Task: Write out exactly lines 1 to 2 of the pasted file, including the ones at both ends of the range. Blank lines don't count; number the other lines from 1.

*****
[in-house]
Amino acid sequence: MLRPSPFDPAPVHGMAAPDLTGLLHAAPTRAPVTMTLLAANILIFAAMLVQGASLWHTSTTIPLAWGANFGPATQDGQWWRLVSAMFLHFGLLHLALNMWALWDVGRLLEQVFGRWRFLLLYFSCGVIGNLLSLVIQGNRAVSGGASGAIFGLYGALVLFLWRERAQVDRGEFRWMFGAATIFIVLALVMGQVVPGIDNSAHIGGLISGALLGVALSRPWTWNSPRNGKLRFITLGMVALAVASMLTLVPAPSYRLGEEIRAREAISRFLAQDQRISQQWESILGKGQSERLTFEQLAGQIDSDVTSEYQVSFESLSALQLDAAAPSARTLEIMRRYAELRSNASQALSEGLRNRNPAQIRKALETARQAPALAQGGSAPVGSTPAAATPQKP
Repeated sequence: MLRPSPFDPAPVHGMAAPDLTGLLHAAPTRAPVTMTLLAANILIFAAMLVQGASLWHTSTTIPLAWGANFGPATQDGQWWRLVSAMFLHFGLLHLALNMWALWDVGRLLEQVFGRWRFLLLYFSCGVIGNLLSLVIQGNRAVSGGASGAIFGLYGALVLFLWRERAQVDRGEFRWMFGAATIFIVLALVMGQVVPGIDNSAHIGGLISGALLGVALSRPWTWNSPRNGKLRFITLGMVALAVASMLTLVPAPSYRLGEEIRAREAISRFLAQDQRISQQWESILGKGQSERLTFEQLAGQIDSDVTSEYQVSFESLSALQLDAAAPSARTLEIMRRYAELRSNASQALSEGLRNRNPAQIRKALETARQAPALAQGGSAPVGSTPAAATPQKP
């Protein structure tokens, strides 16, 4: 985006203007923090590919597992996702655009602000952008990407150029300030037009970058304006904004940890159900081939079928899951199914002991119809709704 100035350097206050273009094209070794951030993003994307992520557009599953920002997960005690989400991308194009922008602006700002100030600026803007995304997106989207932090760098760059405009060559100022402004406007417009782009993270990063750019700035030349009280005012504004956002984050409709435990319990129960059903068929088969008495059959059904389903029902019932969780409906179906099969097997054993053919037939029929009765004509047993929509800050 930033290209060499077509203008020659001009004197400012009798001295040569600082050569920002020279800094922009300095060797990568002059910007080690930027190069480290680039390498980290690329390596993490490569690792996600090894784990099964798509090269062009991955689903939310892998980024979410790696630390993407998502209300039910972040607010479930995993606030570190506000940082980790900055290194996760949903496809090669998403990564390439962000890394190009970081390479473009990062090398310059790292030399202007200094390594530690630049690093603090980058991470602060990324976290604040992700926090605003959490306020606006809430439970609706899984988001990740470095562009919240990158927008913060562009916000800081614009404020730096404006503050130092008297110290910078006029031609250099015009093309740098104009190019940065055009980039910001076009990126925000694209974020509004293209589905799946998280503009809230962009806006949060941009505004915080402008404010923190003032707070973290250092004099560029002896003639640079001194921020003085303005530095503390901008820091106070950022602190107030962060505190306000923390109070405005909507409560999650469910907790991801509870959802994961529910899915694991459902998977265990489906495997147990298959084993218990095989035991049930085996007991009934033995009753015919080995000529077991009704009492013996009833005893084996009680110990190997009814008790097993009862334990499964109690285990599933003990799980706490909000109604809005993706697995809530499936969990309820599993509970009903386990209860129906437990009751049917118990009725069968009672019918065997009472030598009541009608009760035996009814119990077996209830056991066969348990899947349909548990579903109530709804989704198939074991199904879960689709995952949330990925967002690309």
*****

[in-house]
Amino acid sequence: MLRPSPFDPAPVHGMAAPDLTGLLHAAPTRAPVTMTLLAANILIFAAMLVQGASLWHTSTTIPLAWGANFGPATQDGQWWRLVSAMFLHFGLLHLALNMWALWDVGRLLEQVFGRWRFLLLYFSCGVIGNLLSLVIQGNRAVSGGASGAIFGLYGALVLFLWRERAQVDRGEFRWMFGAATIFIVLALVMGQVVPGIDNSAHIGGLISGALLGVALSRPWTWNSPRNGKLRFITLGMVALAVASMLTLVPAPSYRLGEEIRAREAISRFLAQDQRISQQWESILGKGQSERLTFEQLAGQIDSDVTSEYQVSFESLSALQLDAAAPSARTLEIMRRYAELRSNASQALSEGLRNRNPAQIRKALETARQAPALAQGGSAPVGSTPAAATPQKP